The 411: Responsive Design
Because of recent technological developments (iPad, mobile phones, etc) you’ve probably heard the techie term “responsive design” thrown around. Or perhaps it was a similar term such as “adaptive design”, “fluid layouts”, and “mobile design”. While these terms have slight differences, they all carry the same idea.
Responsive design is an approach to web development in which web sites are built in a “fluid” form allowing the site to provide an optimal viewing experience across a wide range of devices – such as mobile phones, tablets, laptops, and desktops. This is accomplished by converting from absolute “fixed layouts” based on pixels to relative “fluid layouts” based on percentages. To break it down a little more, all this means is that a web site is built in such a way so the site and elements within the site scale down/up and move around depending on the users device.
With the recent surge in tablet and mobile phone usage for web browsing, it is almost essential to have a responsive web site.
Remember how I said “fluid layouts”, “responsive design”, “adaptive design”, and “mobile design” were similar, but not exactly the same? Let me elaborate.
First, let me say that “fixed layouts” are what web designers and developers have been using in the past. Fixed layouts are static and do not scale up or down based on screen size. Fluid layouts, on the other hand, are the future of the web and what we are discussing here. Fluid layouts are percentage based and scale based on the users screen size.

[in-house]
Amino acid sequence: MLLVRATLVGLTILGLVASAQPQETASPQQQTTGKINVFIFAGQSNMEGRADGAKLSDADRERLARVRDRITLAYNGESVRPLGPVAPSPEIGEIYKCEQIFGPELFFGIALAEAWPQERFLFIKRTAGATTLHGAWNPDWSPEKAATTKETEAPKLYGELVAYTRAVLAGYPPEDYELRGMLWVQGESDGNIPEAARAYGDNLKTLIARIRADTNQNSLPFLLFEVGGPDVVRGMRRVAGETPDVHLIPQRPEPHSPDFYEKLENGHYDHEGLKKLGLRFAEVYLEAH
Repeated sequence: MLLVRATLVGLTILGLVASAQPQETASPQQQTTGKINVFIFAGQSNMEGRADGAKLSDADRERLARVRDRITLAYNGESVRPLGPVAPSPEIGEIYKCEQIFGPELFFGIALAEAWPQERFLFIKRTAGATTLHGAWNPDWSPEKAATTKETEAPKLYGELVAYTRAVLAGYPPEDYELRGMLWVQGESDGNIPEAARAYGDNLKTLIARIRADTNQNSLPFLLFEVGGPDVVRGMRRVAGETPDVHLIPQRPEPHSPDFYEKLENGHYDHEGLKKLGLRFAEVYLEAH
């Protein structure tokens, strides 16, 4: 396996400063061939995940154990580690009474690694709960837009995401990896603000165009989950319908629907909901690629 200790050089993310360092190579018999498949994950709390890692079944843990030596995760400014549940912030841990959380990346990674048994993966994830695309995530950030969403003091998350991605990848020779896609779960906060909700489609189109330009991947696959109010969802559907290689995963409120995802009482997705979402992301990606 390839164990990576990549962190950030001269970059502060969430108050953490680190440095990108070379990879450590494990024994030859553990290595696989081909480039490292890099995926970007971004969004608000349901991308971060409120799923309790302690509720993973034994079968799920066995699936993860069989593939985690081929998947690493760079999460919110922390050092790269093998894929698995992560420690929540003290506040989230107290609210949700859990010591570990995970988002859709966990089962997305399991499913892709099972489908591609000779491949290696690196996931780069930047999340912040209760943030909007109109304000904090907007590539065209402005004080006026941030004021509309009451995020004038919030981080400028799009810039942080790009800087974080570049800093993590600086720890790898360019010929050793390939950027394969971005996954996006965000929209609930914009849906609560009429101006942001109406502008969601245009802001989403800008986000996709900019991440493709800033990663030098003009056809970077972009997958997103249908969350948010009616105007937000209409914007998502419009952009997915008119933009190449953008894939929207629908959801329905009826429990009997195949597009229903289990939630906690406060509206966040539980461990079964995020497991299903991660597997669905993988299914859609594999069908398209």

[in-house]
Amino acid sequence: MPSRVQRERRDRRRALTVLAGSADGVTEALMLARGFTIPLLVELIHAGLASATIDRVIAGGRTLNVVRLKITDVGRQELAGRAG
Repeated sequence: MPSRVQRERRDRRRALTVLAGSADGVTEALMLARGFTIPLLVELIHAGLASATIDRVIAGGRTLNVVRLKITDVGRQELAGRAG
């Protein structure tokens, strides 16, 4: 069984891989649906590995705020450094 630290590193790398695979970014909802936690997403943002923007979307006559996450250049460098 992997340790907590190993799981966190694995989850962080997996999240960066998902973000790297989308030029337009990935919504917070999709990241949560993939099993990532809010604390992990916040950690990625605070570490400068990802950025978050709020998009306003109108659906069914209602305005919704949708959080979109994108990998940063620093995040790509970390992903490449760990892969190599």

Now we also have “Adapative Design“. Adaptive design is a fluid layout, however, it is designed and programmed for a specific device, say an iPhone 4. Adaptive design is developed to accommodate a specific devices screen size.
“Responsive Design” is most popular among developers because it uses fluid layouts that scale to accomodate a number of devices. Because adaptive design can be costly due to the infinite amount of devices available many sites are using the responsive technique.
If you’re interested in learning about how to create responsive sites I would highly recommend the following tools to get started.
Journey Into Mobile Series from CodeSchool.com
This series is very simple and informational. I particularly liked the fact that they have interactive lessons as you go through the levels. It’s only $25 for a monthly subscription.
Developed by Twitter, Bootstrap is a tool to jump start any responsive design. I encourage you to check it out. Personally, I love it.